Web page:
Queen Victoria and her family started to spend their summer holidays in Scotland and in 1847, she purchased Balmoral Castle to serve as her holiday house. One of her interests was the jewellery made in Scotland using local ornamental stones. This jewellery was described as Scottish agate or pebble jewellery. Originally made in Scotland, as demand for it increased, the jewellery began to be made in Birmingham and agates and other ornamental stones were sourced from India, Germany and Africa. By the 1880s, part of the jewellery construction was even outsourced to Germany.
Initially, the jewellery took the form of practical items such as kilt pins and plaid brooches but expanded into every form of jewellery, such as silver bracelets, complete with buckles,and inset with agate (like the one in the photo above), heart clasps, belt clasps, anchor brooches, earrings and charms.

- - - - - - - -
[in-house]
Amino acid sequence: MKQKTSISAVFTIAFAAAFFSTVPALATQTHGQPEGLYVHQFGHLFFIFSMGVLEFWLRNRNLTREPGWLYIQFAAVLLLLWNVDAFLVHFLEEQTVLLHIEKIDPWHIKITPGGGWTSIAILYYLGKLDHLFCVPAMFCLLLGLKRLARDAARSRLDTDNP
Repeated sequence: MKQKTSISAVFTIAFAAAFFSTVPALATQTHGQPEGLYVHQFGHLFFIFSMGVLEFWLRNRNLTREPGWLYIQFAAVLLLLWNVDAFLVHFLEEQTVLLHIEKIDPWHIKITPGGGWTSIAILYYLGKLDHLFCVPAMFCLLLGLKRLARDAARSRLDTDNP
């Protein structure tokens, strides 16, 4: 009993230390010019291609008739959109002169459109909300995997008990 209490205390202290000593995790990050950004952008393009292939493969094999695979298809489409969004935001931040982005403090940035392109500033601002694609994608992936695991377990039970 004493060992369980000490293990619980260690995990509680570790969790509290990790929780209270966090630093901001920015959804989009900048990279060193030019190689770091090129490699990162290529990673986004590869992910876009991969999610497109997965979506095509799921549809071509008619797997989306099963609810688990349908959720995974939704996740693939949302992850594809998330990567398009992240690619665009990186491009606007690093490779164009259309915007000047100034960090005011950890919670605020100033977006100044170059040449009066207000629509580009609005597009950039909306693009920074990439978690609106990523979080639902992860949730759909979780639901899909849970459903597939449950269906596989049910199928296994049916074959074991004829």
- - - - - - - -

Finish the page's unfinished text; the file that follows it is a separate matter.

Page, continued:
Ornamental stones of the quartz family were used and included transparent quartzes, like ameythysts, citrines and cairngorms, as well as translucent stones like chalecdony and carnelian, and opaque stones like agates and jaspers. By the 1870s, imported ornamental stones like malachite mined in Siberia began to be used
Most Scottish jewellery was set in silver, though more expensive gold versions were produced. Detailed engraving on the silver settings were done by hand and can be quite beautiful.